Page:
Effect of the timing of tillage on weed seedling density

The timing of tillage and seedbed preparation has large effects on the density of weeds in the subsequent crop. As explained in Chapter 2, most weed species germinate during specific periods of the year. If the tillage and seedbed preparation occur prior to the bulk of that period, most individuals will emerge after planting and potentially compete with the crop. In contrast, if planting is delayed until after most of the weeds have emerged then most can be eliminated by tillage. Three critical questions are addressed here. (1) What are the general rules regarding planting date for various phenological categories of crops and weeds.? (2) How does one determine the optimum seedbed preparation/planting date? (3) How should soil disturbance be manipulated to best exploit the seasonality of weed emergence?

Regarding question (1), the weeds that are most problematical for an annual crop are those that germinate around the time the crop is planted. Those that come up much earlier in the year will be eliminated during seedbed preparation, and those that emerge only much later in the season will not be competitive against the crop. The remaining species will be of two types: (i) those that germinate opportunistically in response to disturbance over a broad range of soil climatic conditions and (ii) seasonal species whose peak emergence occurs after the earliest practical planting date for the crop. A shift in planting date is not a viable management strategy for weeds of the first sort (Ghafar & Watson, 1983). The latter group of seasonal germinating species is thus the focus of this discussion. With regard to these, two strategies are possible.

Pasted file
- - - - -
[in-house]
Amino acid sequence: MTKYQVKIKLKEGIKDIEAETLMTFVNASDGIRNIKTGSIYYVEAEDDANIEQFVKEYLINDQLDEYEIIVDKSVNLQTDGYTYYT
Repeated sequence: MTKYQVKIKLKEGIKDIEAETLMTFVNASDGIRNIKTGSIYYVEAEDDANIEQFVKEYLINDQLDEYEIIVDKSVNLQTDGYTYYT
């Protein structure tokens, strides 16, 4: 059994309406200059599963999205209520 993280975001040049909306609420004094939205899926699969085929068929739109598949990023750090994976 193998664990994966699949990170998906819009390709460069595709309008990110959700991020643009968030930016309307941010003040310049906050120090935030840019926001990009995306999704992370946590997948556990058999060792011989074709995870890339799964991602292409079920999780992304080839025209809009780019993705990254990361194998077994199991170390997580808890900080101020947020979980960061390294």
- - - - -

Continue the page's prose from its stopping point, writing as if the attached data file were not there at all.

First, if the crop is capable of emerging earlier in the season than most of the weed species in the seed bank, then planting the crop as early as possible may be a viable strategy. By the time the weeds are ready to germinate, the crop will have a competitive advantage due to its larger size, and if the crop casts sufficient shade, some weed germination and emergence may be prevented or at least further delayed. Temperate zone spring cereal grains have this sort of phenological relationship to their weeds, and although delayed planting may eliminate some spring germinating weeds (Spandl, Durgan & Forcella, 1998), it is often counterproductive (Deschenes & Dubuc, 1981; Légère, 1997). The competitive advantages of early planting of spring cereals are discussed further in Chapter 6.